It is, moreover, all too short a step from that to Herbert Marcuse’s theory that tolerance of viewpoints that diverge from liberalism is itself repressive, and from there to the contemporary meme that speech that departs from the perceived interests of the oppressed is a form of violence that justifies physical violence to counter it. At institutions including the University of California, Berkeley, and Middlebury College, the fruit of that ideology has stained the reputation of higher education. The clarity of the Chicago principles is urgently needed.
But even more troubling is Ben-Porath’s suggestion that free speech is of particular value to conservative students and is “too often used as a political tool by the right.” It is Ben-Porath, however, who thereby politicizes the discussion. The opening of the Chicago principles references how the University of Chicago’s president Robert Maynard Hutchins defended the absolute right of William Z. Foster, the chairman of the Communist Party USA in the 1950s, to visit and address the university despite public outrage. Hutchins said that “our students … should have freedom to discuss any problem that presents itself,” despite his personal anticommunist beliefs. The Chicago principles are a seamless extension of the university’s proud legacy of protecting unpopular viewpoints.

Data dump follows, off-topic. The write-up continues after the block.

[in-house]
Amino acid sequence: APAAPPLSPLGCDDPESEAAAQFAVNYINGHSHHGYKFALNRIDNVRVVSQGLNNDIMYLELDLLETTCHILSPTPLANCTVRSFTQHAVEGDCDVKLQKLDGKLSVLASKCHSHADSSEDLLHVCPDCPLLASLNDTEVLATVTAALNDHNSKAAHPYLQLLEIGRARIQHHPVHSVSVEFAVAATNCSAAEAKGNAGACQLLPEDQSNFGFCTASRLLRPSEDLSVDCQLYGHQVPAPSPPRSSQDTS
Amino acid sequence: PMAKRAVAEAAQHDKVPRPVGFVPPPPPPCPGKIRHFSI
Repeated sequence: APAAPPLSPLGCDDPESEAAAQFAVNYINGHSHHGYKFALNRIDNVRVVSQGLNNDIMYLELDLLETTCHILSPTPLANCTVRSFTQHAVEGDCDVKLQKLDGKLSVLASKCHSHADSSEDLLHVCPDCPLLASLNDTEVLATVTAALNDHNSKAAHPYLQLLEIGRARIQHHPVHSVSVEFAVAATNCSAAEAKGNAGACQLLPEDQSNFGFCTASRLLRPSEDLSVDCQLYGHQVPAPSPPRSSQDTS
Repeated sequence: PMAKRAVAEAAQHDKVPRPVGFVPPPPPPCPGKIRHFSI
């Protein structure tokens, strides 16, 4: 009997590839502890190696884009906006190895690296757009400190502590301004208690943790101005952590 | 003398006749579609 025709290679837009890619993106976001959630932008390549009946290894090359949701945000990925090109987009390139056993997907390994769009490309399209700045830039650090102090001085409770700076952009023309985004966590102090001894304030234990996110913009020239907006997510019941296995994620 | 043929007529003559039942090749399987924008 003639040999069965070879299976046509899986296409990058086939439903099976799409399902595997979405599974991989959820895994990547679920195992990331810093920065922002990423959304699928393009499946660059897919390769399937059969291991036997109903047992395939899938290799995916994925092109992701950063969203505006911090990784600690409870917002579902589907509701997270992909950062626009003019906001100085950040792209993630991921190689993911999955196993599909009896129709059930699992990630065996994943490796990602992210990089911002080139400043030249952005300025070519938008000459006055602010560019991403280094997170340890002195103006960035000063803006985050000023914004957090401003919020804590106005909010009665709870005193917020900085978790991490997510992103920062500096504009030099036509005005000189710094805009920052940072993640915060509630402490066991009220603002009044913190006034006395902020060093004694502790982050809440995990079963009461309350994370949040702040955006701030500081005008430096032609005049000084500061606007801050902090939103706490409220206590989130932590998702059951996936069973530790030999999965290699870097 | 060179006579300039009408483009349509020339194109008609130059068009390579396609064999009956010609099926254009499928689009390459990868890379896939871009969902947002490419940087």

Ben-Porath seems to imply that a college that accepts freedom of expression may become a toxic environment in which minority students cannot express themselves. That does not appear to have happened at the University of Chicago, Purdue University, Princeton University or Johns Hopkins University — top-tier, diverse institutions that have all adopted the Chicago principles. And that raises the question, is the anti-Chicago principles hysteria at Williams College and elsewhere factually based, or is it simply fantastical? Just as Americans during the red scare feared that allowing Marxists any type of platform would lead to revolution, chaos and despotism, overly zealous campus communities seem to dread that permitting controversial thought will undermine all sense of intellectual decency.
There is a sad irony that Ben-Porath’s own institution, the University of Pennsylvania, most desperately needs a recommitment to the free exchange of ideas. Last summer, the University of Pennsylvania Law School began its own campaign of harassment against Amy Wax for co-authoring an op-ed identifying the positive impact of bourgeois values and questioning the effectiveness of affirmative action. Penn’s posture and official sanctions of Wax are chilling evidence of why Ben-Porath’s institution itself needs a cultural reset that would engage challenging ideas rather than put them to silence.
The worst irony of all is that the world of higher education, which should be eager for vigorous debate and challenge, often lags behind the diverse leaders who embrace free speech as the engine of progress. U.S. congressman and civil rights leader John Lewis asserted, “Without freedom of speech and the right to dissent, the civil rights movement would have been a bird without wings.” And, in a more recent struggle, Jonathan Rauch, senior fellow at the Brookings Institution and LGBTQ advocate, observed, “Not long ago, gays were pariahs. We had no real political power, only the force of our arguments. In a society where free exchange is the rule, that was enough. We had the coercive power of truth.”
The integrity of higher education, too, rests on the uncompromising protection of the powerful truth that those who struggle for minority rights know so well.